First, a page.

¶ 8 Leave a comment on paragraph 8 0 It is clear to see that there was a side to Thoreau that Schulz just didnt see. But Schulz did see something in Thoreau. How can one address the quotes in which he looks down on the people he claims to admire, how he scorns philanthropy? How can one address that terrible, terrible shipwreck in which Thoreau was simply unmoved? In many of the cases, it is simply that Schulz has picked up on an offhand comment which, when compared to the overwhelming evidence that Thoreau was not a misanthrope, is insignificant. For example, she cites one instance in which he looks down on his Concord peers as uneducated. As I explained in a comment in the Readers’ Thoreau General Discussion group, Thoreau was admonishing the poor education that had failed to be provided to them. Although his belief that he knew better than anyone what is most important to one’s education may be elitist, it still has the people’s best interests in mind. Schulz also claims that Thoreau was far from philanthropic, and indeed, he did make a few questionable statements about the poor. But to imply that Thoreau was selfish would be wholly incorrect. I must question how Schulz is defining “philanthropic,” for though he may not have given money to a beggar, he spent much time working towards abolition. Why would a man who hates all of humanity care about slaves? Schulz’s primary claim is that Thoreau swears off companionship, but he doesn’t. She even notes that he makes trips several times a week into town. Just because he chose to remove himself from the center of the populace does not mean that he hates them all. It merely means that he sees no benefit in being constantly bombarded with socialization. Thoreau was at worst an introvert. Even when he discusses his solitude at length, he shows that he longed for company. However, one of Schulz’s points remains unaccounted for. The shipwreck, which is likely the most damning evidence for sheer misanthropy. That one is hard to justify. How anyone could feel that way about lost lives is beyond me. It is possible he was intellectualizing the event later on, perhaps to cope with a profound sense of grief. But ultimately, the reader cannot know. One only hopes that a reader notices how it pales in comparison to the instances which show Thoreau’s empathy, good will, and sense of community.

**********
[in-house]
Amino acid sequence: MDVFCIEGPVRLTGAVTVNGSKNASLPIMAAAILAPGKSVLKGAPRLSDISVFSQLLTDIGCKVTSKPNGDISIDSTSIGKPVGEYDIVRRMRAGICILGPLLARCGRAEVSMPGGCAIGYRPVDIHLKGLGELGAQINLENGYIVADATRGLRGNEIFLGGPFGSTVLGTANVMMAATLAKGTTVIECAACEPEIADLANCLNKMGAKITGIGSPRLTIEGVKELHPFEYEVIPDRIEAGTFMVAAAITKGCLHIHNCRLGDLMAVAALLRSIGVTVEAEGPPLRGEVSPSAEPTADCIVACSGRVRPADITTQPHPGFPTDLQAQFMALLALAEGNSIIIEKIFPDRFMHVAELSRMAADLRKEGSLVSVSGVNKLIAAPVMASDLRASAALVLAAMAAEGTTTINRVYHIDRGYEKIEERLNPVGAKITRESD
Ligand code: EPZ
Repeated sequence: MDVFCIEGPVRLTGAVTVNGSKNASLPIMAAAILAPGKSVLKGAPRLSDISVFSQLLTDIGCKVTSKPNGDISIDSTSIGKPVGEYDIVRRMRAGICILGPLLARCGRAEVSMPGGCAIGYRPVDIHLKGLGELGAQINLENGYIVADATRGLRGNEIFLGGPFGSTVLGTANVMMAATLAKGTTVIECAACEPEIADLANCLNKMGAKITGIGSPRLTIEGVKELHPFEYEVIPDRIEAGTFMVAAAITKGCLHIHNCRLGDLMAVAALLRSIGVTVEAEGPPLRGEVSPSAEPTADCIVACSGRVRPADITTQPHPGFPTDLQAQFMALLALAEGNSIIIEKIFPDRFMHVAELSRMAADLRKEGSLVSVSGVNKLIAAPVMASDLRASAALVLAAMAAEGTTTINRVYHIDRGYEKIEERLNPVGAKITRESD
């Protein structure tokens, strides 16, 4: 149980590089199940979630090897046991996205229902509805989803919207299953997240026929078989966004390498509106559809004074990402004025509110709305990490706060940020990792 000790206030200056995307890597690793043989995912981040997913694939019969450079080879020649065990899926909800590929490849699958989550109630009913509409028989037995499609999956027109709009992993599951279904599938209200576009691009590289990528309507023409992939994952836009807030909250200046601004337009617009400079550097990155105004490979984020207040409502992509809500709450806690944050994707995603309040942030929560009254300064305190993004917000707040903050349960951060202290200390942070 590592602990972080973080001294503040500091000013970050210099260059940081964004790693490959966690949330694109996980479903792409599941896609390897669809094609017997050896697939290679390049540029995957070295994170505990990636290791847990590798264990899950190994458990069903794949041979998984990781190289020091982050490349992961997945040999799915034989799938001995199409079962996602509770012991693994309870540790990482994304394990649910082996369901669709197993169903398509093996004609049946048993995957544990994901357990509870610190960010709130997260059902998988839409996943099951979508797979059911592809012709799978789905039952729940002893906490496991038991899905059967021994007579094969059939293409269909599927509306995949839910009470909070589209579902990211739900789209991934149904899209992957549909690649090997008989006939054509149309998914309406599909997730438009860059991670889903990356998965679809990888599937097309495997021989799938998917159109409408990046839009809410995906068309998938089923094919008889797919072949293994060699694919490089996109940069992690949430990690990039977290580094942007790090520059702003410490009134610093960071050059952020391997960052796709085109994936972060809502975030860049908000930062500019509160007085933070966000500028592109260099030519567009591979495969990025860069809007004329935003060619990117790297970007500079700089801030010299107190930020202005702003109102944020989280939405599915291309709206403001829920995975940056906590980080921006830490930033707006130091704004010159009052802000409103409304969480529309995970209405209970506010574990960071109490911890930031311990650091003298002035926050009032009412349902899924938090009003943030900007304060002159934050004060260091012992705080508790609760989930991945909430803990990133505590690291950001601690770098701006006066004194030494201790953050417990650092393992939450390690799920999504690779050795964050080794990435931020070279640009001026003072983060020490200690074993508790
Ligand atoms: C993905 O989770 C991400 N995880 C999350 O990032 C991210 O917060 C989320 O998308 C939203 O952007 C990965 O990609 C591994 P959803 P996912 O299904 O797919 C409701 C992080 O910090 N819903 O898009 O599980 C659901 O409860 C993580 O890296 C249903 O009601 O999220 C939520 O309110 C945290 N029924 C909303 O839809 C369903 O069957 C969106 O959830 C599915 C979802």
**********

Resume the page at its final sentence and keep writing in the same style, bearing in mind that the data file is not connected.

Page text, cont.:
¶ 9 Leave a comment on paragraph 9 0 Most of the evidence points to Thoreau being a good man with much compassion for his fellow human. In this way, Schulz was wrong in her assessment of him. However, Thoreau lived a long time ago, and his writing is subject to changing norms and viewpoints. Additionally, Walden, along with most of his other writing, is merely philosophic musings that can sometimes be contradictory or confusing. Although I have put forth a series of evidence to show that Thoreau was far from a misanthrope, were Kathryn Schulz to attempt to refute my claims, it is possible she could produce a host of more evidence arguing the contrary. I don’t believe Thoreau was a misanthrope, but having arguments about his nature simply entails throwing quotes at one another until one side submits. Without being able to meet the real person, we may never know whether Thoreau was misanthropic or privileged or hypocritical. Although it pains me to say it, there is always the looming possibility that Kathryn Schulz is right. However, there is one argument she makes that is most assuredly wrong. She says that we should not be reading Henry David Thoreau. That, because of all his flaws, he is unworthy of our 21st century attention. That is an incorrect argument. As long as the writings of Henry David Thoreau resonate with people, make them appreciate the trees and the birds and the water, make them want to live deliberately, Thoreau will always be read and loved. Thoreau may have been an imperfect person, but his writing means something to a lot of people, and for that, he deserves all the praise in the world.